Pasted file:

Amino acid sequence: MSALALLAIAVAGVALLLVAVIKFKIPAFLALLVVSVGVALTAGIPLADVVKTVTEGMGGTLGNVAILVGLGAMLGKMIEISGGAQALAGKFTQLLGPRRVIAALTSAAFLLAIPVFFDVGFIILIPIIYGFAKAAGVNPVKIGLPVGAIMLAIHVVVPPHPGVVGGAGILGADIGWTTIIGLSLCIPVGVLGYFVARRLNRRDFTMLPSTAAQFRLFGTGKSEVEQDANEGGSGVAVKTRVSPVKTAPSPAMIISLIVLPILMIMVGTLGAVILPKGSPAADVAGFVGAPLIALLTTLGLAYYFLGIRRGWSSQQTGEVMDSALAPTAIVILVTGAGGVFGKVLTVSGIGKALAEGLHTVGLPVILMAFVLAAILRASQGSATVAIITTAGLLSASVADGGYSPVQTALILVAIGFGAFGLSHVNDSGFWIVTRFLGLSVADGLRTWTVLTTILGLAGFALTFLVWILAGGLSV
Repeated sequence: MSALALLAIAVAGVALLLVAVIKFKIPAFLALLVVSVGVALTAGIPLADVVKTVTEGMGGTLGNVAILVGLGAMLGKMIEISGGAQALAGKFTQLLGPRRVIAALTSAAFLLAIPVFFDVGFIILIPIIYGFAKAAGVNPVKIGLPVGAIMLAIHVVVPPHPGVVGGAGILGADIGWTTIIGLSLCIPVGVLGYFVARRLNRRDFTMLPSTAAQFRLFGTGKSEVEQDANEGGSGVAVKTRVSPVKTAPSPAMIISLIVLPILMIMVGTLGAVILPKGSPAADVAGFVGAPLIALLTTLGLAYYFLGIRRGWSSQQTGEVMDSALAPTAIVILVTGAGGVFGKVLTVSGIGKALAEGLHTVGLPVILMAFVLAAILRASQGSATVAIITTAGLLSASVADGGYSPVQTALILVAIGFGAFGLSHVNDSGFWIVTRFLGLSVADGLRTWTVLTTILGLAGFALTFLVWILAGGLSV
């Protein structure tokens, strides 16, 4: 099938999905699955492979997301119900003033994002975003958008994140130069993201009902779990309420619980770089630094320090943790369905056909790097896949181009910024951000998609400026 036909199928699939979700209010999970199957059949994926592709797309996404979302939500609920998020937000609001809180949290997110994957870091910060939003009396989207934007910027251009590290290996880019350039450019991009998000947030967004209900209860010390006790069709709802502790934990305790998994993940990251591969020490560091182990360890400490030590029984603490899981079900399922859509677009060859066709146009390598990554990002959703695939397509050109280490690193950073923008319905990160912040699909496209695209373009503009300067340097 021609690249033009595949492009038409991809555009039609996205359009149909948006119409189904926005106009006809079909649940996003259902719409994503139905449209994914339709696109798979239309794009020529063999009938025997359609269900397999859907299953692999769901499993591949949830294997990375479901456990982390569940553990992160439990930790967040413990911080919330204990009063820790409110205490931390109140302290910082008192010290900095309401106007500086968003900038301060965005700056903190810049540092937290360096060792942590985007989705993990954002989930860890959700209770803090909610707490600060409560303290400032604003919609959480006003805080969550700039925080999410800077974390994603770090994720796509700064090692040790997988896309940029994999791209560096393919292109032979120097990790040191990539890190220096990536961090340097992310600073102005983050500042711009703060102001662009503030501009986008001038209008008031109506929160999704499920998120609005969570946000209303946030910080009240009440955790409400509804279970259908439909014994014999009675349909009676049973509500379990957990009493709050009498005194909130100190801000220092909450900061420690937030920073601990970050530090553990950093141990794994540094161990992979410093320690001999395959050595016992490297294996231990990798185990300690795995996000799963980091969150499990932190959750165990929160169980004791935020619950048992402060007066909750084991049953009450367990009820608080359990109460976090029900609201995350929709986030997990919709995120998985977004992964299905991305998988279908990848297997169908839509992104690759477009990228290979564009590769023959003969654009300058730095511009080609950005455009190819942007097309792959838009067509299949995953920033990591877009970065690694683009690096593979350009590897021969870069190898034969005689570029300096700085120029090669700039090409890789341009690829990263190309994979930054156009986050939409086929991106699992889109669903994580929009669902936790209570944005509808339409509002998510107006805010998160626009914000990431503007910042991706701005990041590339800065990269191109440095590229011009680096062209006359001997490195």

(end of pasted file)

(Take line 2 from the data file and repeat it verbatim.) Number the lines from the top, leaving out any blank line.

Repeated sequence: MSALALLAIAVAGVALLLVAVIKFKIPAFLALLVVSVGVALTAGIPLADVVKTVTEGMGGTLGNVAILVGLGAMLGKMIEISGGAQALAGKFTQLLGPRRVIAALTSAAFLLAIPVFFDVGFIILIPIIYGFAKAAGVNPVKIGLPVGAIMLAIHVVVPPHPGVVGGAGILGADIGWTTIIGLSLCIPVGVLGYFVARRLNRRDFTMLPSTAAQFRLFGTGKSEVEQDANEGGSGVAVKTRVSPVKTAPSPAMIISLIVLPILMIMVGTLGAVILPKGSPAADVAGFVGAPLIALLTTLGLAYYFLGIRRGWSSQQTGEVMDSALAPTAIVILVTGAGGVFGKVLTVSGIGKALAEGLHTVGLPVILMAFVLAAILRASQGSATVAIITTAGLLSASVADGGYSPVQTALILVAIGFGAFGLSHVNDSGFWIVTRFLGLSVADGLRTWTVLTTILGLAGFALTFLVWILAGGLSV